With the coronavirus crisis hammering Thailand’s economy and millions of citizens registering for cash handouts, Prime Minister Prayuth Chan-ocha recently made an unusual public appeal to the kingdom’s powerful billionaire business families, asking them to “do more”.
“I would like to ask you if you could do more in utilising your abilities and talents in helping and healing the people of Thailand, who are suffering very badly, in a quicker, more efficient manner,” he wrote in an open letter to 20 of the country’s richest people last month.
Thailand has confirmed just over 3,000 coronavirus cases and 57 deaths. This is a relatively light caseload but the disease has devastated the country’s tourism sector and many of its industries, turning this year into a defining one for Thailand’s billionaire-led conglomerates — companies that grew rich over decades in symbiosis with the ruling establishment and are now being asked to pay back.
Thais sometimes speak of the “five families” that control much of their economy, who built sprawling businesses from modest beginnings in Bangkok’s Chinatown: the Chearavanont family controls Charoen Pokphand; the Chirathivats are behind department store operator Central Group; the Sirivadhanabhakdi family controls drinks group ThaiBev; the Srivaddhanaprabhas are the family behind duty-free giant King Power, whose assets include Leicester City football club; and Yoovidhya family members are major shareholders in Red Bull, the energy drinks business co-founded by the late Chaleo Yoovidhya.
“Big business groups and family-owned conglomerates exist in all countries,” said Pavida Pananond, associate professor at Thammasat Business School. “But the extent of wealth and power that they control in Thailand is much more concentrated.”
At the top of Mr Prayuth’s intended targets was Dhanin Chearavanont, the 81-year-old scion of Thailand’s richest family and honorary chairman of CP, the largest of the family groups and one of Asia’s biggest conglomerates.
Even before Mr Prayuth had sent his letter, CP was already at work on a $3m mask factory outside Bangkok, which it built in just five weeks and handed over to a leading hospital and the Thai Red Cross Society.
In the same week as Mr Prayuth’s appeal, the company announced donations of coronavirus test kits, protective equipment, food for frontline medical personnel, and other assistance totalling Bt700m ($22m).
“We are a company in Thailand, we are part of Thailand,” Suphachai Chearavanont, CP’s chief executive and Mr Dhanin’s son, told the Financial Times in an interview. “If Thailand has a problem, under this circumstance we are all in it together. We have to survive this situation as a country.”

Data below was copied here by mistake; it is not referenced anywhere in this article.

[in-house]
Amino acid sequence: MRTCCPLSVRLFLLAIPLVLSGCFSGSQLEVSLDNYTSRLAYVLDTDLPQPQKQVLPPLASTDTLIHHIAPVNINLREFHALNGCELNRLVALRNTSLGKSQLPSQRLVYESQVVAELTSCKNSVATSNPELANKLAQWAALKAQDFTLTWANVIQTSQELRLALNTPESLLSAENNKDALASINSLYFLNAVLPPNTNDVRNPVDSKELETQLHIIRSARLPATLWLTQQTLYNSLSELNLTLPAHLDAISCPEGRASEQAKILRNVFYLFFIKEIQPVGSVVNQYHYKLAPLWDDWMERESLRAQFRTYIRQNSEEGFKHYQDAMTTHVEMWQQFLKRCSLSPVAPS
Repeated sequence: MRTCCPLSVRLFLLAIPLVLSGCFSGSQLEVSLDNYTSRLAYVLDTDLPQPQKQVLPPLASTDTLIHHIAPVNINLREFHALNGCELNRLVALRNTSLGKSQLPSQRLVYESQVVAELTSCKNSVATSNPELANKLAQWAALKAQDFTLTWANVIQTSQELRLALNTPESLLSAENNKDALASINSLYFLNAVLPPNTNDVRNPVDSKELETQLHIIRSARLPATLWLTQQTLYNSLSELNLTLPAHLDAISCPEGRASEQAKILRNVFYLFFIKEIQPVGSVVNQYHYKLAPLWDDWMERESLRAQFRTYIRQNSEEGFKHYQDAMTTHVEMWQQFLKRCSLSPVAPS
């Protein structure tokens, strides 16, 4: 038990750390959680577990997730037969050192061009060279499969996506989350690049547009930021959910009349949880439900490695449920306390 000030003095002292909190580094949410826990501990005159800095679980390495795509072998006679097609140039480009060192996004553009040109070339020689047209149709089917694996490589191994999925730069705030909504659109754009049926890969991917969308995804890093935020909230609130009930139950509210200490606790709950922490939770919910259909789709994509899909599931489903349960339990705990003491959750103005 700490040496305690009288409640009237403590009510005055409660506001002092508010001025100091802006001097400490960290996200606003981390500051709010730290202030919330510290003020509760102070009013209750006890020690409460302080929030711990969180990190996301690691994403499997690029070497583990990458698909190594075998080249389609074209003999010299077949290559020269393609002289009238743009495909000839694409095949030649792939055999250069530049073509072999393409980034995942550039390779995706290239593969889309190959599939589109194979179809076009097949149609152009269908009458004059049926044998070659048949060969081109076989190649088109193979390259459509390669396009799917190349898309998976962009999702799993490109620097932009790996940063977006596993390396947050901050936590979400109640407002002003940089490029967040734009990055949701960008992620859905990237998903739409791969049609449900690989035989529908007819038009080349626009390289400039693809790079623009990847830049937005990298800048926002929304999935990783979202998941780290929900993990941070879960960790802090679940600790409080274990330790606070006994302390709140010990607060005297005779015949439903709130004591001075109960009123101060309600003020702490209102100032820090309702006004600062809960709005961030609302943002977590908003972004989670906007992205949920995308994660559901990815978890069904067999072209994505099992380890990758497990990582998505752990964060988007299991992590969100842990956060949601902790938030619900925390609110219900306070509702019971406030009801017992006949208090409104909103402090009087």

Perhaps most crucially for Thailand’s largest private-sector employer, the group also promised to protect the jobs of its 300,000 employees.
“One of the things the prime minister was pushing was, ‘please don’t fire your people’,” said Jessica Vechbanyongratana, assistant professor of economics at Chulalongkorn University. “He was saying companies had a responsibility to keep them employed during the crisis, and not to put an additional strain on the government.”
CP’s reach runs from the seeds and animal feed it sells to farmers to poultry and seafood processing and restaurant and retail operations, including Thailand’s more than 12,000 7-Eleven stores.
Overseas, CP is best known for launching a successful $10.6bn bid to buy Tesco’s Thai and Malaysian supermarkets, in what would be Asia’s biggest acquisition this year. Thailand’s competition office is reviewing the deal because of the commanding retail footprint it would give CP, which also owns Siam Makro, the country’s biggest cash and carry chain.
Mr Supachai limited his remarks to the FT to the company’s Covid-19 response and declined to comment on the transaction, other than to say CP is “moving forward with the deal”.
Other tycoons who have offered help include Thai-German Harald Link, chief executive and owner of the conglomerate B. Grimm, which offered Bt46m of coronavirus aid. Prasert Prasarttong-Osoth, owner of Bangkok Airways and Bangkok Dusit Medical Services, pledged Bt100m for digging ponds and wells in drought-stricken areas.
Central Group vowed to cut prices for some consumer essentials, make medical donations and preserve jobs for its 74,000 staff.
However, Thailand’s billionaire conglomerate owners have made it clear they will not be giving the state any money.
Mr Suphachai pointed out that Thailand was in far better shape to handle the economic fallout of Covid-19 than in 1998, when the Asian financial crisis caused the country’s financial system to teeter.
“For Thailand, this is a good time for the government to borrow and invest more in infrastructure and in supporting the transformation of all the major industries,” Mr Suphachai said. Mr Prayuth himself clarified that he wanted the billionaires’ advice, not money, after critics accused him on social media of heading a “beggar government”.
CP has offered the government a white paper listing ideas ranging from transforming farming and tourism with the help of digital technology to using tax breaks to lure skilled foreigners to work in the kingdom.
“Singapore has 6m people, of which 2m are foreign workers,” Mr Suphachai said. Thailand, with its larger population, could afford to accommodate “5m knowledge workers from around the world”.
CP has actually hired during the pandemic, confirming some Thais’ belief that it can profit in all business conditions. Its 7-Eleven convenience stores, which were allowed to remain open during lockdown, recruited 20,000 staff to accommodate home deliveries.
“We are moving forward, we are looking at Thailand in the long term,” Mr Suphachai said. “We will be here forever.”
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